What drew you to history in the first place?

Without a doubt, Asterix comic books. I was obsessed with them growing up. I wanted to know more about the Romans, Julius Caesar, Gaul, etc. I was not a “good” student in elementary school, but somehow history just grabbed my attention. It was the only subject I could coast through with gym and lunch time.


Why did you decide to become a historian?

It wasn’t an obvious decision. By the end of my BA in 2003, I considered other options; I started to realize that a degree in history was perhaps not the most marketable. I considered doing a MA in journalism at Concordia, starting a law degree at McGill, and even enrolling in Criminology. But I really wasn’t into any of those options. So I took a year off. It was during my year off that I realized how much I liked history and decided to just go with it. I ignored the signs that the academic job market was bad — though, in fairness, they weren’t that obvious in 2004 — and did what I wanted. I’m glad I did.


Why did you decide to focus on your particular area of study?

I’ve been interested in the Canadian Rebellion for a long time. In secondaire quatre (grade 10), we read Jules Vernes’ Famille-Sans-Nom for Quebec history. Essentially, this is the story of a French Canadian family during the Rebellion. This was my first exposure to the Canadian Rebellion and it stuck with me. I became obsessed with everything patriotes. Even when I was studying German/French history and the Van Doos, I was still very interested in the Rebellion. I’ve only been star struck by one academic: Allan Greer. It was an unforgettable moment for me, but totally forgettable for him.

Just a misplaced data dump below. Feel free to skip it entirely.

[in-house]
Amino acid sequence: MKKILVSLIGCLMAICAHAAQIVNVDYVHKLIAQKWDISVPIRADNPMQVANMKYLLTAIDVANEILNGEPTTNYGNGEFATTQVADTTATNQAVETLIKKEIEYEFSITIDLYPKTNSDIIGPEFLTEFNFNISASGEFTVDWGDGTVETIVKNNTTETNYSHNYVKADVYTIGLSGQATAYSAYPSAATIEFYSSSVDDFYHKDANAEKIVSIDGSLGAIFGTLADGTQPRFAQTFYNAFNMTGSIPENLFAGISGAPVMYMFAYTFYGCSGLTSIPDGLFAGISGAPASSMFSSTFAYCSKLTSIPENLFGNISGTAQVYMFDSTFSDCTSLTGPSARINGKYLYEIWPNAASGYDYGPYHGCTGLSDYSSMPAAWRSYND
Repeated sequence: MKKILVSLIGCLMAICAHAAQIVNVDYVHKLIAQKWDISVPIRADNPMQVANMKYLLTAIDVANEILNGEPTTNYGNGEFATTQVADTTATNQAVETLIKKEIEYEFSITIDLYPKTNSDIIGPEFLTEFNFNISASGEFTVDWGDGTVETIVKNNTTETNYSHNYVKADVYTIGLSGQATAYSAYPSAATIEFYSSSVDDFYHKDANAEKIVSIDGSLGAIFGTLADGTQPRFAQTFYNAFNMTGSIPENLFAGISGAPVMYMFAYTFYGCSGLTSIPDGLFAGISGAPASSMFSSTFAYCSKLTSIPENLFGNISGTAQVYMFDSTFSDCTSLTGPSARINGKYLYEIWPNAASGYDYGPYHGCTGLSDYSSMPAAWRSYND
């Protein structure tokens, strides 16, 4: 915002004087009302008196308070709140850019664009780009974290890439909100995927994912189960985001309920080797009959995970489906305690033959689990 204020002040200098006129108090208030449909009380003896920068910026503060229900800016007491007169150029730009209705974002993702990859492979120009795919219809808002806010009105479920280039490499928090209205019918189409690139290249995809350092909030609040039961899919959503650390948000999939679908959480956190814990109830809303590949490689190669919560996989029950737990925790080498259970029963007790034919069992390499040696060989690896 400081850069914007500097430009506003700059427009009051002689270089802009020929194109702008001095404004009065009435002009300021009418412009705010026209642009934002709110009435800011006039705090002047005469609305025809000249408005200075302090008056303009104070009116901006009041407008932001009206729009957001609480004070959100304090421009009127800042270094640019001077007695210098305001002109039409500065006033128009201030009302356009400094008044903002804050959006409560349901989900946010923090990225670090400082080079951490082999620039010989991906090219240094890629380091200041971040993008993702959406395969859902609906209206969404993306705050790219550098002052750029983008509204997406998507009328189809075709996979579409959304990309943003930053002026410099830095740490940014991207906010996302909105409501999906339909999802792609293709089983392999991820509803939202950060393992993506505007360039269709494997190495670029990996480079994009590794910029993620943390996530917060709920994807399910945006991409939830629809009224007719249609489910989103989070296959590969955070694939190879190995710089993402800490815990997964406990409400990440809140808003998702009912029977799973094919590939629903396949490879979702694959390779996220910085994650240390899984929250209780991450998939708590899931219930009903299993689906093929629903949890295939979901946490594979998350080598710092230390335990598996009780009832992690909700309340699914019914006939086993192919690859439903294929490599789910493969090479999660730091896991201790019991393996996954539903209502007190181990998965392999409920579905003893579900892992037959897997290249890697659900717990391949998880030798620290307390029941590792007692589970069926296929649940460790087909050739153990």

If you didn’t go study your chosen area, what kind of history do you think you would want to do?

The French Revolution, no doubt. I started a MA with Sylvie Perrier with the goal of writing a thesis on the French Revolution. I took an independent study with her and even had a topic lined up. However, doing French history on a limited MA student budget from Ottawa was difficult, so I switched to a Canadian topic: the Van Doos. I loved working with Serge Durflinger (and Tim Cook and Jeff Keshen) on the First World War, but the French Revolution still feels like “the one that got away.” I like the topic of the French Revolution so much that I finished and legitimately enjoyed the horribly reviewed and coded Assassin’s Creed Unity.


What did you want to be when you were growing up?

My mom keeps telling me that when I was young, I really wanted to be a hot dog vendor at Valentine. I scratched that itch in high school when I worked at Wendy’s. Growing up in Montréal, I also wanted to be a hockey player, a baseball player, and for a brief moment in 1996 a roller hockey player. When I discovered how much (or little) money roller hockey players made, I changed career paths. I then wanted to be a journalist, a lawyer, and by the end of high school, revealed to all that would listen that I would be a PhD in French Literature, not fully understanding what that meant.